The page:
How about I say that the actual ramp up in difficulty for the average player versus the expected ramp up in difficulty for the average player makes it seem immensely greater than anticipated?
Gotta make sure I'm talking about the average player here. If a pro can do it easily, but 95% of people struggle with it and stop playing the game because of it, chances are it's too difficult for the average player. Whether or not it is artificially difficult has some additional criteria that I mentioned above, mostly on the developer side of things rather than the player side (i.e. bad game design).
Rather than making a challenge to the player they simply make things more tedious that it seems like a challenge.
Like taking longer to get skills and stuff, i get low level runs and all. But dont make me grind for things i need like a required skill or item because i need this to progress but it takes longer cause of the low money gained from battles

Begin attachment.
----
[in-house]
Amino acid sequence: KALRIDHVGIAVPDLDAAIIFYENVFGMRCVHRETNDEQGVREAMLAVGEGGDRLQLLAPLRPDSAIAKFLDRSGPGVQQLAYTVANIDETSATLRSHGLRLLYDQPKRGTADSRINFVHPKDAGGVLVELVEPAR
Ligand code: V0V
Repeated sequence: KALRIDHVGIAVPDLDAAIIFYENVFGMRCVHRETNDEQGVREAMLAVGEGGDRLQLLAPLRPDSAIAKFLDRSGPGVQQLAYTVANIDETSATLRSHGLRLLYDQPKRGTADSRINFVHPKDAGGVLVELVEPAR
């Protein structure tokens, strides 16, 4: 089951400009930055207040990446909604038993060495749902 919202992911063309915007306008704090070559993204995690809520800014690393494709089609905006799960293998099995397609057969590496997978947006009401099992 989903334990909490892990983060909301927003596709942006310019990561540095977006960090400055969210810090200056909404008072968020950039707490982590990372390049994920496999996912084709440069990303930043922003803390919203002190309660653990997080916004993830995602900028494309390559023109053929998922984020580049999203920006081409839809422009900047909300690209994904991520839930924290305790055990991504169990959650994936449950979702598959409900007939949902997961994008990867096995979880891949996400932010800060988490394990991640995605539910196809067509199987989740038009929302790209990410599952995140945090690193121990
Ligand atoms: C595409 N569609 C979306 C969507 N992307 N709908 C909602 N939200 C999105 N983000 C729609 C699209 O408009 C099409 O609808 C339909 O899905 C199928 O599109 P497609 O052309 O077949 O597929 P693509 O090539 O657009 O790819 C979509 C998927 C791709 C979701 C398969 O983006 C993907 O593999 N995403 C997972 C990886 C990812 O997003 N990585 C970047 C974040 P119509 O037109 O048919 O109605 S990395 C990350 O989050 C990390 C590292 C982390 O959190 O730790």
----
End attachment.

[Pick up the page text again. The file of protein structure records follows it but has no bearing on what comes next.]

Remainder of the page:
I'm not exactly skilled enough in statistics to give you a percentage, and I'm trying to think through it to give you a percentage and the numbers aren't really making sense. I'll try to walk through it and tell me if it makes sense.
Our average player (on a standard bell curve distribution) thinks that the game is moderately hard at the specific point in the game. At the left end we have players that think that part is nigh impossible, and at the other side we have geniuses that get through without issue. Artificial difficulty would be skewing that mean point towards the left, so that most people would think that part nigh impossible. Thus, if we calculate the number of people that sit within one standard deviation on the new graph versus that of the other one, if we have >84.1% of people think that the game is hard, probably in the range of 87.5-95%, then that may be an indication of artificial difficulty. (Note that 84.1% is calculated by taking 50% [number of people that think the game is hard to impossible] and adding one standard deviation to it [34.1% on a standard bell graph].)
I dunno, someone tell me if I'm wrong.
Hey, you've put more thought into it than I have at any rate. I don't think what you're describing should be called artificial since that has a definition, but something like "skewed difficulty" might work.